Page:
At 46 years old, The Planet of the Apes franchise is the oldest film series with new movies still coming out. Apes has been rebooted twice and spans seven films with an eighth, Dawn of the Planet of the Apes, currently in theaters. Incredibly, in terms of story the current series of films ties in with the original.

Charlton Heston as Taylor

Charlton Heston as Taylor

Planet of the Apes started in 1968 with an anti-hero fighting for mankind and now that plot has come full circle with another anti-hero in the new films not fighting for mankind but apekind. In the first film Charlton Heston plays George Taylor, an astronaut on a mission to explore deep space who accidentally crashes on a far-off planet thousands of years in his future. On this strange planet Taylor finds that the people there are like the animals and it’s the apes that are the top species on the planet and hold dominion over the men.

Taylor, who lost everything in the crash including his ship, is found by the apes and is thought to be an abomination, a thinking man that can speak. In Ape City Taylor, who’s from, no kidding, Fort Wayne, Indiana, must defend himself on trial for being a freak where if found guilty the punishment is a lobotomy.

In all this Taylor isn’t the hero. Back home he was a guy who didn’t particularity fit in with anyone or like the human race. In many ways he was using this millennia long journey in a rocketship to escape the worst of humanity. But what he finds on this world of apes is much worse than he left. He left a planet where people starved and mankind made war with mankind. What Taylor found in the stars was a race of man that had devolved to the point where they were treated like vermin, something to be trapped and shot for eating crops.

1968 Planet of the Apes

1968 Planet of the Apes

He’s the last guy you’d expect/want defending mankind’s legacy but it’s exactly that task that falls on Taylor.

Four sequels would follow this original, with the series slowly devolving into more action-adventure fare than focusing on one man defending the legacy of mankind. There was also a series reboot by Tim Burton in 2001 that didn’t find much traction but another reboot a decade later titled Rise of the Planet of the Apes would.

In that movie the character of Caesar is an anti-hero too, just not a human one.

The apes revolt in Rise of the Planet of the Apes

The apes revolt in Rise of the Planet of the Apes

Here, Caesar, a chimpanzee played by motion capture specialist Andy Serkis, is given a treatment in utero that makes him as smart as any man. Raised by his creator Will Rodman (James Franco) in secret, as Caesar grows to adulthood and gains in intelligence he realizes that the treatment apes receive at the hands of man is unacceptable and leads an simian revolt to escape from our cities and live in the wilds of the countryside.

Dawn of the Planet of the Apes poster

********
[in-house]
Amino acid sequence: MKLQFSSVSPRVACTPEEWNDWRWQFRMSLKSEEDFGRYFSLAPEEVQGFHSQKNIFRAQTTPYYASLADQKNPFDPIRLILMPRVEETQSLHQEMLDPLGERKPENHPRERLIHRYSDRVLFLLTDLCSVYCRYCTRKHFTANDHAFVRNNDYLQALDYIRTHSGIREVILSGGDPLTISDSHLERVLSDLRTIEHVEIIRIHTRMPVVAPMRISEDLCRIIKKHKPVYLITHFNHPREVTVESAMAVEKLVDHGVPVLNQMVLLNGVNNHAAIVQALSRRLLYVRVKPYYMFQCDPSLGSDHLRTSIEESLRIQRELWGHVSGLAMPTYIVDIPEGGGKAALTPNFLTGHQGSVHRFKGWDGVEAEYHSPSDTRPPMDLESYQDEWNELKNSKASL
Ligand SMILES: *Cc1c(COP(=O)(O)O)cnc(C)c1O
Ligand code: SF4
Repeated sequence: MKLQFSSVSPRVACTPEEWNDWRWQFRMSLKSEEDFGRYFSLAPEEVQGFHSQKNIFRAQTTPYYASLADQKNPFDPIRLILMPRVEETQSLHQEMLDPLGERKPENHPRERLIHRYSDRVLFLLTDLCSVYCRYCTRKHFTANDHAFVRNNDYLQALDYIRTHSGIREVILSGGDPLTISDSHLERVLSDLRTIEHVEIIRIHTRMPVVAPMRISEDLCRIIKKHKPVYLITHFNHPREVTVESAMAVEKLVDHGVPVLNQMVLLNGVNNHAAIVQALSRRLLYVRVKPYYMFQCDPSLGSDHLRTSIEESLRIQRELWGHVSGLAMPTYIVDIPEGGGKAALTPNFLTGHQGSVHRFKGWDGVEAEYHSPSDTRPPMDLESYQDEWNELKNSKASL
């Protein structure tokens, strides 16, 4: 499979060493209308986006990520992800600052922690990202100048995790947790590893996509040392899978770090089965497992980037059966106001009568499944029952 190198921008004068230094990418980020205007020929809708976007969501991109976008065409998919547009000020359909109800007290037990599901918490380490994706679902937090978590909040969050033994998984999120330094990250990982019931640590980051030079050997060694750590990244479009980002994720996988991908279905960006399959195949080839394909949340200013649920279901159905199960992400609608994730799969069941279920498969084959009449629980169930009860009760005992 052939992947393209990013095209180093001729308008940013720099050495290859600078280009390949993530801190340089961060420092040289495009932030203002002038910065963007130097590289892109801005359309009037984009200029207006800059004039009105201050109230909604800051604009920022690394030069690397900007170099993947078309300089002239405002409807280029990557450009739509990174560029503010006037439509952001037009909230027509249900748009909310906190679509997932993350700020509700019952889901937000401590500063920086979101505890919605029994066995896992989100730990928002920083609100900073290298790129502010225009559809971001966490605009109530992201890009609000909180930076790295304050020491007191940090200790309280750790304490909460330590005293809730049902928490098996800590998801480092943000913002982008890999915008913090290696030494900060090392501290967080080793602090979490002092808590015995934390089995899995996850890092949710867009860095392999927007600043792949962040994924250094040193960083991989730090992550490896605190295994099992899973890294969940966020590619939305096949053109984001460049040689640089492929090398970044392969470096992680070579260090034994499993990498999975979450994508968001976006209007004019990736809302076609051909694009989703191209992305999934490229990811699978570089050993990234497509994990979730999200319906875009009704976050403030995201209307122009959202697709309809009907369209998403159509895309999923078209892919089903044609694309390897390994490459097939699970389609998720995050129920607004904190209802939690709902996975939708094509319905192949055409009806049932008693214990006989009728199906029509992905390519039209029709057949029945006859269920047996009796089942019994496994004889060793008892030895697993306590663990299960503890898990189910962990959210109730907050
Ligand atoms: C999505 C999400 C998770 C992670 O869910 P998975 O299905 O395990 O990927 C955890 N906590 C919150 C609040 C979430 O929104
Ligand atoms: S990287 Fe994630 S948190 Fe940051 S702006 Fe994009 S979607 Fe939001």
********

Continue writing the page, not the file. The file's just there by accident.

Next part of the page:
Dawn of the Planet of the Apes poster

Which doesn’t sound too anti-hero to me, except that Caesar is leading the revolt against all mankind, good and bad, and the drug that causes the apes to gain in intelligence also has the by product of killing most people who are exposed to it.

It would be easy to twist the story of Rise of the Planet of the Apes around so that Caesar comes off as the villain, not the hero, since he’s the leader in the start of the destruction of mankind. And that’s why I think that movie’s so interesting. Take a step back from Rise and you realize that the movie marks the holocaust of most of mankind and us losing our position as top species on the planet to a bunch of dirty apes. It’s a horrifying idea, yet by the end of that movie we’re rooting for Caesar and his posse of apes to escape San Francisco to the safety of the nearby forest.

The newest Dawn of the Planet of the Apes takes place a decade after Rise when mankind is all but ruined and must seek help from the apes. Which, oddly enough was also the plot to the last of the first apes films Battle for the Planet of the Apes (1973).

Space: Above and Beyond Review #9: Choice or Chance

Posted on July 9th, 2014 | By: Bert Ehrmann


Originally aired November 26, 1995

Continuation of “Hostile Visit,” in this episode a captured 58th faces imprisonment, torture and execution at the hands of the Silicates who are working with the Chigs. But the Silicates made one mistake; they didn’t capture all of the 58th.

Hawkes and McQueen on the run

Hawkes and McQueen on the run

“Choice or Chance” is another great episode of SAaB after a few disappointing ones. In “Hostile Visit,” the 58th took a captured Chig bomber, attacked one of their planets and were shot down after delivering their payload. “Choice or Chance” opens with an escape pod from the wrecked bomber literally crashing into the planet with most of the 58th injured and Cooper Hawkes and TC McQueen being the only two who are able to escape into the wilds of Chig held territory.

Those who can’t get away are captured by the Silicates who are allied with and are running the Kazbek Penal Colony for the Chigs. There, it’s revealed that the Chigs have taken prisoners from their attacks on human colonies and Nathan West finally finds Kylen, his girlfriend missing since the pilot episode.